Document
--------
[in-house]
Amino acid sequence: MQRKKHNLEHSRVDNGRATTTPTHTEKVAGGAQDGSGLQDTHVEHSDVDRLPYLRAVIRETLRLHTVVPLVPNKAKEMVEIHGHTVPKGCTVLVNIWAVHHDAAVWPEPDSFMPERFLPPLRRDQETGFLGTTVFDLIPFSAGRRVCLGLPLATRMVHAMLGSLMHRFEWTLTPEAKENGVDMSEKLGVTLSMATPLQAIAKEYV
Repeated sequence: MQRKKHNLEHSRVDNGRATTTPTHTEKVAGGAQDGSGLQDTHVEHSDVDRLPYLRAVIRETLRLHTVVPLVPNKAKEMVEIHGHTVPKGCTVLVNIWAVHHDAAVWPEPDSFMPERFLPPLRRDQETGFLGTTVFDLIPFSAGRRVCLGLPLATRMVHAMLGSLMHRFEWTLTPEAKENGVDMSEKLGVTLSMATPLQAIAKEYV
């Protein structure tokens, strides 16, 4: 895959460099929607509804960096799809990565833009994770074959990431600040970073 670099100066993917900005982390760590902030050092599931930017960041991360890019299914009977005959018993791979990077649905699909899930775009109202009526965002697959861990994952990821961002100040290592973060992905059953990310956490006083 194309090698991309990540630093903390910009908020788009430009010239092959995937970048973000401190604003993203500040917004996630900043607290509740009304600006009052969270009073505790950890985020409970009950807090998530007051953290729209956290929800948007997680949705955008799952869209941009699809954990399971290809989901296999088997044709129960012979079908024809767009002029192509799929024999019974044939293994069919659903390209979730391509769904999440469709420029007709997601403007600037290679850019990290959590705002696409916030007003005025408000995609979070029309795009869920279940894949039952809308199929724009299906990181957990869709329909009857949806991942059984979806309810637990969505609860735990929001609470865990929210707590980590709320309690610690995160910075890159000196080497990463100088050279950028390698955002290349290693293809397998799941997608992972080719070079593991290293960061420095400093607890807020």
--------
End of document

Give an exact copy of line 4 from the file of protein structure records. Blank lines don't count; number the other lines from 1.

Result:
């Protein structure tokens, strides 16, 4: 895959460099929607509804960096799809990565833009994770074959990431600040970073 670099100066993917900005982390760590902030050092599931930017960041991360890019299914009977005959018993791979990077649905699909899930775009109202009526965002697959861990994952990821961002100040290592973060992905059953990310956490006083 194309090698991309990540630093903390910009908020788009430009010239092959995937970048973000401190604003993203500040917004996630900043607290509740009304600006009052969270009073505790950890985020409970009950807090998530007051953290729209956290929800948007997680949705955008799952869209941009699809954990399971290809989901296999088997044709129960012979079908024809767009002029192509799929024999019974044939293994069919659903390209979730391509769904999440469709420029007709997601403007600037290679850019990290959590705002696409916030007003005025408000995609979070029309795009869920279940894949039952809308199929724009299906990181957990869709329909009857949806991942059984979806309810637990969505609860735990929001609470865990929210707590980590709320309690610690995160910075890159000196080497990463100088050279950028390698955002290349290693293809397998799941997608992972080719070079593991290293960061420095400093607890807020």